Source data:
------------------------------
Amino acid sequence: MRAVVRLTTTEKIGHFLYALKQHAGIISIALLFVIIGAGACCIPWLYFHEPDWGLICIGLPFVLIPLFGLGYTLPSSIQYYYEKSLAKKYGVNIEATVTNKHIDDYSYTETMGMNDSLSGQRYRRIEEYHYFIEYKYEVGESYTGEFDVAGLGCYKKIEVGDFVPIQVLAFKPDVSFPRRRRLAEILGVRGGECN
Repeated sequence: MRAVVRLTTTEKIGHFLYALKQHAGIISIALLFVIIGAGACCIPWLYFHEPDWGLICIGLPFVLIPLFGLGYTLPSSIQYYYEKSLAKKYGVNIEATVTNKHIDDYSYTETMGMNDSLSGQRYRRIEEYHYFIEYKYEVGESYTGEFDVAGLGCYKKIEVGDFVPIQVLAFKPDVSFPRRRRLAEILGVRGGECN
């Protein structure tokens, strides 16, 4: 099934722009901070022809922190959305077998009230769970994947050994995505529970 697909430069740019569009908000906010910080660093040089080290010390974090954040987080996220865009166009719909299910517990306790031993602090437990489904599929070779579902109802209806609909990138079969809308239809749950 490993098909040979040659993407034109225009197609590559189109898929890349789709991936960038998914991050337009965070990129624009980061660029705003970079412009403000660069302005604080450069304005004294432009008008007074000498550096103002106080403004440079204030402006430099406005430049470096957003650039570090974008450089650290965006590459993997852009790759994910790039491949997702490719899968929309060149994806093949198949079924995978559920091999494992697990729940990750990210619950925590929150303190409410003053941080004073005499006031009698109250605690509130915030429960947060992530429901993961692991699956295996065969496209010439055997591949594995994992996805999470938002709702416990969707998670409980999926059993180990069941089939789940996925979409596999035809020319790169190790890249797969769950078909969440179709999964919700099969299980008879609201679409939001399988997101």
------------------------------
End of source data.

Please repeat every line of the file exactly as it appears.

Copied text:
Amino acid sequence: MRAVVRLTTTEKIGHFLYALKQHAGIISIALLFVIIGAGACCIPWLYFHEPDWGLICIGLPFVLIPLFGLGYTLPSSIQYYYEKSLAKKYGVNIEATVTNKHIDDYSYTETMGMNDSLSGQRYRRIEEYHYFIEYKYEVGESYTGEFDVAGLGCYKKIEVGDFVPIQVLAFKPDVSFPRRRRLAEILGVRGGECN
Repeated sequence: MRAVVRLTTTEKIGHFLYALKQHAGIISIALLFVIIGAGACCIPWLYFHEPDWGLICIGLPFVLIPLFGLGYTLPSSIQYYYEKSLAKKYGVNIEATVTNKHIDDYSYTETMGMNDSLSGQRYRRIEEYHYFIEYKYEVGESYTGEFDVAGLGCYKKIEVGDFVPIQVLAFKPDVSFPRRRRLAEILGVRGGECN
């Protein structure tokens, strides 16, 4: 099934722009901070022809922190959305077998009230769970994947050994995505529970 697909430069740019569009908000906010910080660093040089080290010390974090954040987080996220865009166009719909299910517990306790031993602090437990489904599929070779579902109802209806609909990138079969809308239809749950 490993098909040979040659993407034109225009197609590559189109898929890349789709991936960038998914991050337009965070990129624009980061660029705003970079412009403000660069302005604080450069304005004294432009008008007074000498550096103002106080403004440079204030402006430099406005430049470096957003650039570090974008450089650290965006590459993997852009790759994910790039491949997702490719899968929309060149994806093949198949079924995978559920091999494992697990729940990750990210619950925590929150303190409410003053941080004073005499006031009698109250605690509130915030429960947060992530429901993961692991699956295996065969496209010439055997591949594995994992996805999470938002709702416990969707998670409980999926059993180990069941089939789940996925979409596999035809020319790169190790890249797969769950078909969440179709999964919700099969299980008879609201679409939001399988997101």